Plaintiff's complaint incorporates by reference the contract between her and defendants for the sale of the Hillsboro businesses and alleges breach of that contract in that defendants failed to pay the indebtedness on the Checker cab. Plaintiff further alleges the subsequent repossession and sale of the cab and that the sale left a deficiency balance due of $1,065.20 on the installment sales contract and prayed for judgment in that amount. The defendants admit the execution and terms of the contract between them and plaintiff but generally deny the other allegations in the complaint. In addition, defendants affirmatively allege as a set-off that, in accordance with the terms of the contract, plaintiff expressly agreed to satisfy any business debts existing at the time of the sale of the businesses (excepting the balance due on the Checker cab installment sales contract); that plaintiff failed to pay such debts and that the same were paid by defendants.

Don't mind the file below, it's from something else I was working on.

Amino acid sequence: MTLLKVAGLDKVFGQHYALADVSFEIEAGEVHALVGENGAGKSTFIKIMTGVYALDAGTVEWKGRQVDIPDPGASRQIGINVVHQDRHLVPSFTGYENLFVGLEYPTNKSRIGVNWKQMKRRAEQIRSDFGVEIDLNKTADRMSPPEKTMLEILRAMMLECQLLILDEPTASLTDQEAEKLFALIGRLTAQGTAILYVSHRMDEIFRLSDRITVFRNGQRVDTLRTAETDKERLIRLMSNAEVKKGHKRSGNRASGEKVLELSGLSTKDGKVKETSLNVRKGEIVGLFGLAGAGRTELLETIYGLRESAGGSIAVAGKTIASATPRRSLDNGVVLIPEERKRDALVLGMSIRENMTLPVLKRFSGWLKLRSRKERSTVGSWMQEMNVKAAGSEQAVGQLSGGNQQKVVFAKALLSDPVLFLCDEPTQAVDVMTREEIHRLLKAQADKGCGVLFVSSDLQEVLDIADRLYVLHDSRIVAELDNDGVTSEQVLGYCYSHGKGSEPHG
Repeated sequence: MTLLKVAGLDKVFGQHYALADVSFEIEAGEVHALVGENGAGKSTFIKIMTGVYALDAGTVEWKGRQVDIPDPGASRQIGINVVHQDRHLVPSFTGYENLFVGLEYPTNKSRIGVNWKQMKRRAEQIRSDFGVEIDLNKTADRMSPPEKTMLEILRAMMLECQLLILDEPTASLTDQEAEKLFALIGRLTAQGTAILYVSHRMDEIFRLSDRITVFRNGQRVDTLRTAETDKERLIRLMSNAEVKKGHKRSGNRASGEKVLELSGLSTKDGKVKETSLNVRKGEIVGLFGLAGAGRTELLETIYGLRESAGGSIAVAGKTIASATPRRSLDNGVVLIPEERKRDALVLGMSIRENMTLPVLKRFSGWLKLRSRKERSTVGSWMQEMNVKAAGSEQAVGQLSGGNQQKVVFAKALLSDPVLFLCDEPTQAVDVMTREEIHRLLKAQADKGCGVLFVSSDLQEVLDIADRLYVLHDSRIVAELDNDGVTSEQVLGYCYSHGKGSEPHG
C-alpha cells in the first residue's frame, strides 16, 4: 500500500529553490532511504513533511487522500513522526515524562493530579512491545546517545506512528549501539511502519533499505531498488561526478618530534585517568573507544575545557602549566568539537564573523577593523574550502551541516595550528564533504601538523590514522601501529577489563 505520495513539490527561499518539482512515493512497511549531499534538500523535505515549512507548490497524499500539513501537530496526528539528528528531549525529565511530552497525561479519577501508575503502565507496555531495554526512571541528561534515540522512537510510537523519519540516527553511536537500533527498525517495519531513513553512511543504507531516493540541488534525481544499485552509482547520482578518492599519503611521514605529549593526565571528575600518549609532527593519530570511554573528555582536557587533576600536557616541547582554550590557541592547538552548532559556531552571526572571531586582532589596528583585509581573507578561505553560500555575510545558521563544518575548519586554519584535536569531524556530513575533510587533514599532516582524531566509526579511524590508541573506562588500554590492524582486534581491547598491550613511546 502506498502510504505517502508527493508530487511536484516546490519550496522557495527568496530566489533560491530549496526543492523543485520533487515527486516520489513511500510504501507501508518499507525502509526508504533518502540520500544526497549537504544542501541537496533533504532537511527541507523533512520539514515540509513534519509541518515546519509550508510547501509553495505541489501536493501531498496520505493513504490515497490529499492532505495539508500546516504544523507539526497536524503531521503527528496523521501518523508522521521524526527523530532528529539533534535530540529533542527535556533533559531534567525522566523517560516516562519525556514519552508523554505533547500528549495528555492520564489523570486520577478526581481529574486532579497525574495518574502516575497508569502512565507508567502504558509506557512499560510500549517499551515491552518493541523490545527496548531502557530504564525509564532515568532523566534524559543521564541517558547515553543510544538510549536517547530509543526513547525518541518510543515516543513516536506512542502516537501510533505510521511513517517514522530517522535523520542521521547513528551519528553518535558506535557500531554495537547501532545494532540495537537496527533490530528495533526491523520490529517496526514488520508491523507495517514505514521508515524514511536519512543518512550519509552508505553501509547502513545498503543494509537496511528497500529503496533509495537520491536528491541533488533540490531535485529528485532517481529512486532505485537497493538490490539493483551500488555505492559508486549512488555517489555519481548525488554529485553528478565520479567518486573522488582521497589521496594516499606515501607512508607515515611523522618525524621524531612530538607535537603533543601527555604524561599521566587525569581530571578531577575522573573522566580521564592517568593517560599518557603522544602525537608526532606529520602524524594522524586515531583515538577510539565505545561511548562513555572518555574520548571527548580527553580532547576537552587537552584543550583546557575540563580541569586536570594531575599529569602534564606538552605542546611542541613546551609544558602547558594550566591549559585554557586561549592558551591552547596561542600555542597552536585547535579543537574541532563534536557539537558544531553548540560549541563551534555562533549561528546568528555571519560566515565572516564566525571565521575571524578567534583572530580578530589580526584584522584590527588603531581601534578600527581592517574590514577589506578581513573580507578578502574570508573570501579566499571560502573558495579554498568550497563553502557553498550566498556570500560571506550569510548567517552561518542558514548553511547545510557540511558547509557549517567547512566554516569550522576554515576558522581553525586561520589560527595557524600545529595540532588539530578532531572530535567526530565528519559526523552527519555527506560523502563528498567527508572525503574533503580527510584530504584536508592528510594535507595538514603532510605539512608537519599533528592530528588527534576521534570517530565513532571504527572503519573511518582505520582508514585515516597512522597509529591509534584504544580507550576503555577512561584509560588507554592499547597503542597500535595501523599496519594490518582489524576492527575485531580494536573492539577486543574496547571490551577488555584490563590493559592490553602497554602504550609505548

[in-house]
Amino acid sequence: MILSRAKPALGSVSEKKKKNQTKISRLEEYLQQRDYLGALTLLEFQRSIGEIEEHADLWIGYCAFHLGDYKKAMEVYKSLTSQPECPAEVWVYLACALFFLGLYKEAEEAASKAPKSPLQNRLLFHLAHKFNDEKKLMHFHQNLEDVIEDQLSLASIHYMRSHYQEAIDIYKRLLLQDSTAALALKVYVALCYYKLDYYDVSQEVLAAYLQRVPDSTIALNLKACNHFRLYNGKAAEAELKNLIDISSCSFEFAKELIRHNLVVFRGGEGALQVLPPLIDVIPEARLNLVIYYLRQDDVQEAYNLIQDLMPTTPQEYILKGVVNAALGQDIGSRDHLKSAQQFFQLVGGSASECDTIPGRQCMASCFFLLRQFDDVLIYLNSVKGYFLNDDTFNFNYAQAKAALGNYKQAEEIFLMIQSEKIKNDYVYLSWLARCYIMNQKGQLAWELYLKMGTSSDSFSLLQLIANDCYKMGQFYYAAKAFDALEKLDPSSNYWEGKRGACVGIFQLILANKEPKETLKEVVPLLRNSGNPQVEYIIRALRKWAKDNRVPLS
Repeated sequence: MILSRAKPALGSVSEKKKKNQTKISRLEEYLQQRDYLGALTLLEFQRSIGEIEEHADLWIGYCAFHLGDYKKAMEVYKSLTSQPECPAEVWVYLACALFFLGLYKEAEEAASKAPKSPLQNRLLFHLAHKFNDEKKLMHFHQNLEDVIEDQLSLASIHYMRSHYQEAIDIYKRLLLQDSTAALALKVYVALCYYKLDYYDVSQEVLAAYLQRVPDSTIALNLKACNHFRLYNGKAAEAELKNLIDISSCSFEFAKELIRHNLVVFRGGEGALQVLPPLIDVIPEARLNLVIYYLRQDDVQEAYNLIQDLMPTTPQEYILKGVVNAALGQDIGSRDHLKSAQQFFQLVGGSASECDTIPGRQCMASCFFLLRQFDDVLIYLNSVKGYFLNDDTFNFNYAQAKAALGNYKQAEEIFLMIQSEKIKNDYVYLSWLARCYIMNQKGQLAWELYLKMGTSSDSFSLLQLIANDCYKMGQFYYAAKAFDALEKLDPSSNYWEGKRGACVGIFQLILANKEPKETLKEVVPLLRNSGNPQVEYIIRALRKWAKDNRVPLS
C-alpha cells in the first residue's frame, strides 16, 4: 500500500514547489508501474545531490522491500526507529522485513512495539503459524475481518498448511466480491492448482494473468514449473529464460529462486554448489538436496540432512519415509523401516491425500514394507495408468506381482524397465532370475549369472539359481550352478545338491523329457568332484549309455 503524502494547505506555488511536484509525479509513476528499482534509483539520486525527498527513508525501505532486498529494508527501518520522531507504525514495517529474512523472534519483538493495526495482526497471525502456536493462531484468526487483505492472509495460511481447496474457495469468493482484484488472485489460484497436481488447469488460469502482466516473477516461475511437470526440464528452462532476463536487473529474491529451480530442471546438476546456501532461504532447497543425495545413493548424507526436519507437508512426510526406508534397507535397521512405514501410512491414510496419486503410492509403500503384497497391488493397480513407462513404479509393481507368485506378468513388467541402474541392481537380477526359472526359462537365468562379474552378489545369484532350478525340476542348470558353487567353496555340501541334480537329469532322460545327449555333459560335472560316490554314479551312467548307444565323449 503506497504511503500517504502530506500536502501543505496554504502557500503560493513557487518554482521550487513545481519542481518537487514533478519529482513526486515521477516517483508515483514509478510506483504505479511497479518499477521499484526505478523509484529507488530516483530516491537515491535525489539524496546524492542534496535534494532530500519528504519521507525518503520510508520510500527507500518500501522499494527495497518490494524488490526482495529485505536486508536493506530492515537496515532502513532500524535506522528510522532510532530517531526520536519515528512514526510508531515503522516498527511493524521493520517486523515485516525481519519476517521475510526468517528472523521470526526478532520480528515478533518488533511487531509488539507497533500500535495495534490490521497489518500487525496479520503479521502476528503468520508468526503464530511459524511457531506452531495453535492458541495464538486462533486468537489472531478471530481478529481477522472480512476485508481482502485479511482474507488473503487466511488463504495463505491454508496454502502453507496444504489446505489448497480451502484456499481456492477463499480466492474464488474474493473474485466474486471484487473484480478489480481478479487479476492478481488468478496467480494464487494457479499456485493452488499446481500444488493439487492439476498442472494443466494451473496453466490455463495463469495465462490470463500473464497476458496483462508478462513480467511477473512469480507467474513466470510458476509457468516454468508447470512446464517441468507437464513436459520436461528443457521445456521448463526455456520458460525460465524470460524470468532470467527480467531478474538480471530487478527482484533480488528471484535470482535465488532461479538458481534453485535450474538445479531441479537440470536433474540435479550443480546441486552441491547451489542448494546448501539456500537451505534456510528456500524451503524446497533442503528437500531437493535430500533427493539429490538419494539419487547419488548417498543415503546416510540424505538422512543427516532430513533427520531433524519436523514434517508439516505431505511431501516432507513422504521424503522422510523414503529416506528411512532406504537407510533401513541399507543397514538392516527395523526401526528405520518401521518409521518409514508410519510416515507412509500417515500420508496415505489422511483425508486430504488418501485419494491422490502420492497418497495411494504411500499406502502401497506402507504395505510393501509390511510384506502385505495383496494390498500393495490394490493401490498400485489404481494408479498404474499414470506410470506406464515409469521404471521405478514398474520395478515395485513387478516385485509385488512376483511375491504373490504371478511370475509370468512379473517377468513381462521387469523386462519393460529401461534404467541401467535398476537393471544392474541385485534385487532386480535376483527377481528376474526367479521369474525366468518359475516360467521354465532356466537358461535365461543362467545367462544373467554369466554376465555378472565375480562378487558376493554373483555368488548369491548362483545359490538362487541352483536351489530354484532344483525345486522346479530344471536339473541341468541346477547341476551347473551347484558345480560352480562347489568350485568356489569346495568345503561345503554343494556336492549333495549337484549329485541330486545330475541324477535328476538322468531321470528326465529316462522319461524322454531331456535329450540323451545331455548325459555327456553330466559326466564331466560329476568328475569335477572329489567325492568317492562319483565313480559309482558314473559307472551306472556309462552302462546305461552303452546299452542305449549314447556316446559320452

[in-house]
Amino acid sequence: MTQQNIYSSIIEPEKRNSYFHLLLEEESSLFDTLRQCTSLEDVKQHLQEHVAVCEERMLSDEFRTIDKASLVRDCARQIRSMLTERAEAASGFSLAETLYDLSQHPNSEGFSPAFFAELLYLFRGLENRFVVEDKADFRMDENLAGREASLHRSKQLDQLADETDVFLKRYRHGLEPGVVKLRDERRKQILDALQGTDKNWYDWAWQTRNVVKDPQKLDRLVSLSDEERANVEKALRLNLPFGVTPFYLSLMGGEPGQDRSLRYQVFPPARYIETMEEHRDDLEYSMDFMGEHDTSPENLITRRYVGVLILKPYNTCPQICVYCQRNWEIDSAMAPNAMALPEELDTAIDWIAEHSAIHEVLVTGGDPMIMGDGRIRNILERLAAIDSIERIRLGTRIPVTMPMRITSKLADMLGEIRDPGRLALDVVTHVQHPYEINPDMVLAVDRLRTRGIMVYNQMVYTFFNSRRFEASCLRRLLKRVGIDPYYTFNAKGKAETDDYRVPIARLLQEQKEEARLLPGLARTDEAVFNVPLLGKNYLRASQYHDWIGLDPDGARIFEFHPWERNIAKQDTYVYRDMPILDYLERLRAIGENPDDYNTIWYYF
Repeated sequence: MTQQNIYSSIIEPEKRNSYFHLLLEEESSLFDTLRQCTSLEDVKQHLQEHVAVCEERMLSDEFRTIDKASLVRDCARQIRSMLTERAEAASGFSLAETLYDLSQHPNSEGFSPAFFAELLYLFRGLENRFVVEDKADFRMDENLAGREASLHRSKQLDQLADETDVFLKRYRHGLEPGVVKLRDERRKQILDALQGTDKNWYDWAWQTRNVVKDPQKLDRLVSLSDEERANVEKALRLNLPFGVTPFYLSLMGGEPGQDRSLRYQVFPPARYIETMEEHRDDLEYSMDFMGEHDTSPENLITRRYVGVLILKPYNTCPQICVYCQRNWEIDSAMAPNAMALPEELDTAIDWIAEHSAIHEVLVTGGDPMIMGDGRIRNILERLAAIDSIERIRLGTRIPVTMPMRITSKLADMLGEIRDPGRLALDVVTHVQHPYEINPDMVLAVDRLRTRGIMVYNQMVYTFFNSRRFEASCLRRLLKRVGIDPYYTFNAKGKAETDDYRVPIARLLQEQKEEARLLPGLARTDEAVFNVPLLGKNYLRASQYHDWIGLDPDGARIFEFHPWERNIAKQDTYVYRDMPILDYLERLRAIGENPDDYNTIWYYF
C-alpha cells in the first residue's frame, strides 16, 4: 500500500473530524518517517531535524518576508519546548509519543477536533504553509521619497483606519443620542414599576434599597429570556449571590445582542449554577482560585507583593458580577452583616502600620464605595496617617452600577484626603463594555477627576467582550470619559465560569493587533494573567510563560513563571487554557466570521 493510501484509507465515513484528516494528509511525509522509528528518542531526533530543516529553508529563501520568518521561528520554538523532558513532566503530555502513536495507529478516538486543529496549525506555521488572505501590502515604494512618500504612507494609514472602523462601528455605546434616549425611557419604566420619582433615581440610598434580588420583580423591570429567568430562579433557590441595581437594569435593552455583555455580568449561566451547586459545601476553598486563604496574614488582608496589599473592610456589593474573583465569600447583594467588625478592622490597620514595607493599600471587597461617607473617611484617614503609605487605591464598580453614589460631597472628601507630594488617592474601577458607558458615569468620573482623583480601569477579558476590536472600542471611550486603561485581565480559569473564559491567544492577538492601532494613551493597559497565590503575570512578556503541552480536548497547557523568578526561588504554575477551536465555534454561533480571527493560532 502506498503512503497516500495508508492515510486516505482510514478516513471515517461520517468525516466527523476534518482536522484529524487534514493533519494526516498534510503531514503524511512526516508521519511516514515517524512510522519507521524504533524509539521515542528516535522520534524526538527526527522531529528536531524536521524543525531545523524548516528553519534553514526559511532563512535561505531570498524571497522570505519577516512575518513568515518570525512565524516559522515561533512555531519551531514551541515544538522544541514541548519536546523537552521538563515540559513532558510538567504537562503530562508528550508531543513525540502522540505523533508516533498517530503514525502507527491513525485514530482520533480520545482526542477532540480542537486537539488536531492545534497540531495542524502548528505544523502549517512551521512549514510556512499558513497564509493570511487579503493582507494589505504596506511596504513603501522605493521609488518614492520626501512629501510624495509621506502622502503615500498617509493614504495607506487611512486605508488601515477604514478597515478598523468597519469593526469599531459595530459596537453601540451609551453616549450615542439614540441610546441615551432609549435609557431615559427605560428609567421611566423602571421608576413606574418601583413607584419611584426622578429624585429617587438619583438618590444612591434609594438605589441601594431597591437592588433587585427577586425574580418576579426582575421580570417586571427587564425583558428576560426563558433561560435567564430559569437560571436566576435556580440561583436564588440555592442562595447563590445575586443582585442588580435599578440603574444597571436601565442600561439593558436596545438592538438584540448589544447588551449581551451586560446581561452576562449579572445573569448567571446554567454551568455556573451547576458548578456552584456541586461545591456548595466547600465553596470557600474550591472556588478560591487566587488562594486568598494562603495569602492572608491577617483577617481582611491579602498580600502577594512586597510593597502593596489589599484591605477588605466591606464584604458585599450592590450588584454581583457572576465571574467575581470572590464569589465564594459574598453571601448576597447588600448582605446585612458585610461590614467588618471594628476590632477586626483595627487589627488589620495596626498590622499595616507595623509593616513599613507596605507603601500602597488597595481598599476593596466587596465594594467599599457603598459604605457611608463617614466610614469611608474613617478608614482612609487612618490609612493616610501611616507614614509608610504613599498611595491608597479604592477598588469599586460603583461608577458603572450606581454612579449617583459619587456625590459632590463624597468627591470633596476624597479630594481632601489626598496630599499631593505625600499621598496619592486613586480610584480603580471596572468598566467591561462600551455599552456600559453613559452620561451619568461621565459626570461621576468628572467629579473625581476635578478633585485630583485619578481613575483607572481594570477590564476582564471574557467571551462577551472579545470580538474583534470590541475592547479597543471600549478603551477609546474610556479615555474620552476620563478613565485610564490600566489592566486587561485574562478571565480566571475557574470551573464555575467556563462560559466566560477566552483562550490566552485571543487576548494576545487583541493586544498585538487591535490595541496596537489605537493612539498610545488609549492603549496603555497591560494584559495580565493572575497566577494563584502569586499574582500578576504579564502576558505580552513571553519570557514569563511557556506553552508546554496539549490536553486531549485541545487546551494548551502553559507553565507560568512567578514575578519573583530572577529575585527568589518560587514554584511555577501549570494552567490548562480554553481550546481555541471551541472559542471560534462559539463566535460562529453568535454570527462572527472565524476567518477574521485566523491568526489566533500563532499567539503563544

The trial court found "[t]hat the allegations contained in plaintiff's Complaint are true, and that the allegations contained in defendants' Affirmative and Partial Defense are true, * * *"; and granted judgment to plaintiff for the full amount of her prayer less $150, the full amount defendants claimed as a set-off.

The defendants' first assignment of error is that the trial court erred in allowing plaintiff to recover for a loss she never sustained. Their contention is that mere execution and delivery of the promissory note to Bonded Credit does not support the judgment in favor of the plaintiff in the amount of the note; in defendants' words, "[p]laintiff paid nothing. Plaintiff sustained no damages."